From 2003, the South African government has been engaged in an interesting dance with FOSS – free open source software. By Phehello Mofokeng, director of Geko Labs, a Johannesburg-based ERP integration and implementation firm
In 2007, after a range of consultative meetings and other forms of flirtation with industry experts, Chief Information Officers and other members of the public, a formal policy – to the effect that South African government will adopt open source software wherever possible – was officially adopted.
The idea behind this policy was that, where possible government should avoid expensive proprietary software licensing and the collusive vendor lock-in practice of commercial software corporations.
The commercial software vendors have created an ecosystem for themselves, where only they benefit – you use their software, technicians must take courses that they accredit. Only certain software packages can work with certain types of computers or machines or server technologies. And they are very expensive.
Free open source software comes in to rid users and ailing governments of this problem.
So from 2007 onwards, the SA government was supposed to embark on a massive campaign of open source software adoption.
Open source software adoption is not a simple and straightforward choice; it is complex and has far-reaching consequences.
There are indications that some of our government departments have adopted open source software at one level or another.
As an open source software evangelist and tech entrepreneur with vested interests in its large-scale adoption, I think no one can set trends and blaze trails like government in this area.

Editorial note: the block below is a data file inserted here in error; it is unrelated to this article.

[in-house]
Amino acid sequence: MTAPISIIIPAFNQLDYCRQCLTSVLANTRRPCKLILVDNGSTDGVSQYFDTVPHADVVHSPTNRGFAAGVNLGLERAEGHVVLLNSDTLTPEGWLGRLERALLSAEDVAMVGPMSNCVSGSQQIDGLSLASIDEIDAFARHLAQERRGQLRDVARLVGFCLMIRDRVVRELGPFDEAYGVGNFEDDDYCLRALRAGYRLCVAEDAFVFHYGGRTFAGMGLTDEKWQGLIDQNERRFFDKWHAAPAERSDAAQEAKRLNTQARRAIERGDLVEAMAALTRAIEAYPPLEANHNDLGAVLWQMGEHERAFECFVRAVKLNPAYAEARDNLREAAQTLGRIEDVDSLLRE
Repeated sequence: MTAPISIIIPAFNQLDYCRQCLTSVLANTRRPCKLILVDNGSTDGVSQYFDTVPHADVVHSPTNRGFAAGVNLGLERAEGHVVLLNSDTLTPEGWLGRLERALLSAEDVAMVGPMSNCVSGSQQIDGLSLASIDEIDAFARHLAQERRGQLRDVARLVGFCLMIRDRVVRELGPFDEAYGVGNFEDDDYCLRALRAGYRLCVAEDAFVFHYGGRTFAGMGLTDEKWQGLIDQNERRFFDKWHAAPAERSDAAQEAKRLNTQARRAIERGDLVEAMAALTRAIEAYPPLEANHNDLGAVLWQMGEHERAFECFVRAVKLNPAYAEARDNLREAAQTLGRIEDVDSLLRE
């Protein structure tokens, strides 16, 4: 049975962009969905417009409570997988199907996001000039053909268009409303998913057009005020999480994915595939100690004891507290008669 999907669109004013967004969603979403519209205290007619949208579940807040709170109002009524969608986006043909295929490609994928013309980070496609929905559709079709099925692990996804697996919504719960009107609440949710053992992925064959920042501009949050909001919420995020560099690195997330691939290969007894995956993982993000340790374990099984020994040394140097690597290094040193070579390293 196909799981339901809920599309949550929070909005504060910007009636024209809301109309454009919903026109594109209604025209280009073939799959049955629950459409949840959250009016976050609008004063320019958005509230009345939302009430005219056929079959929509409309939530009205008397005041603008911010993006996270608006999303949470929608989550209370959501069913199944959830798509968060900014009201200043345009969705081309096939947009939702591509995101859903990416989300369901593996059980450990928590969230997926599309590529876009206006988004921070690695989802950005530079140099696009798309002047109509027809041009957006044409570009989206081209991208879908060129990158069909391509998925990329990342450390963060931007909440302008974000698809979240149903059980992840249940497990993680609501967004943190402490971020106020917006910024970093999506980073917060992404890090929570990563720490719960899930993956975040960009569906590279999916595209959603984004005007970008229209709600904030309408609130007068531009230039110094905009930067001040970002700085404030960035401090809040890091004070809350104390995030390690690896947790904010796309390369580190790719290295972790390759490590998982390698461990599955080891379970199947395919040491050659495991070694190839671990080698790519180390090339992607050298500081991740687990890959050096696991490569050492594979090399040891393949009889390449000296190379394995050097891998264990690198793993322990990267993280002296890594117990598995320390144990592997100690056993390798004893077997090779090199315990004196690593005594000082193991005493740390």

Our government’s ambiguity in relation to this can be understood even though it is quite frustrating.
Government is a large entity and in order to apply one system, one philosophy (because open source is not just software, it is a way of thinking and a way of doing things) and one functional software approach needs a lot of doing, lots of conversation, lots of conversion and lots of change management.
Firstly, government needs champions for this course. In fact, any client that moves from one system to another needs a champion, a go-to guy to lead the implementation of this new way of thinking.
This champion needs to be a personality who is able to change perceptions and to convince large numbers of government employees, service providers, executive staff and the public that think “they know it all” and who often are resistant to change.
This champion must be an evangelist – not only of FOSS – but of change in general. He/She should be willing to discuss the pros and cons – equally – of FOSS, without over-emphasising the benefits.
Secondly, there has to be a direct message of change – not of changing just software – but of changing business mindset, operations, and processes in the said government circles.
This change has to be measurable. And I do believe that this change must start small. There is no area of operation where FOSS is as strong as on web technology.
Another advantage of web technology FOSS is that it is easy to adopt, it is measurable and it is extremely easy to implement and even the most change-resistant people cannot avoid its clear benefits.
This is the reason that for our inaugural GovtMatrix, we chose the web to measure how far the South African government has come to finally implementing its own policy of FOSS adoption and usage.
In our first inaugural GovtMatrix Measure (published in Nov 2015), we analysed government’s web products and services that run open source software and on open source philosophy.
These can be easily measured and quantified. We measured all the governments’ websites to see if they use open source software and standards.
The reason for this is that, websites are the easiest products that can run open software and can be implemented on open standards.
And the results were staggering. It was clear that government had not lost its interest in FOSS, but the pace of adoption was extremely slow.
It was, however, evident that the SA government does not yet consider web as its most important communication tool.
If it did, the level of adherence to international best practice and FOSS standards would be much higher than we found.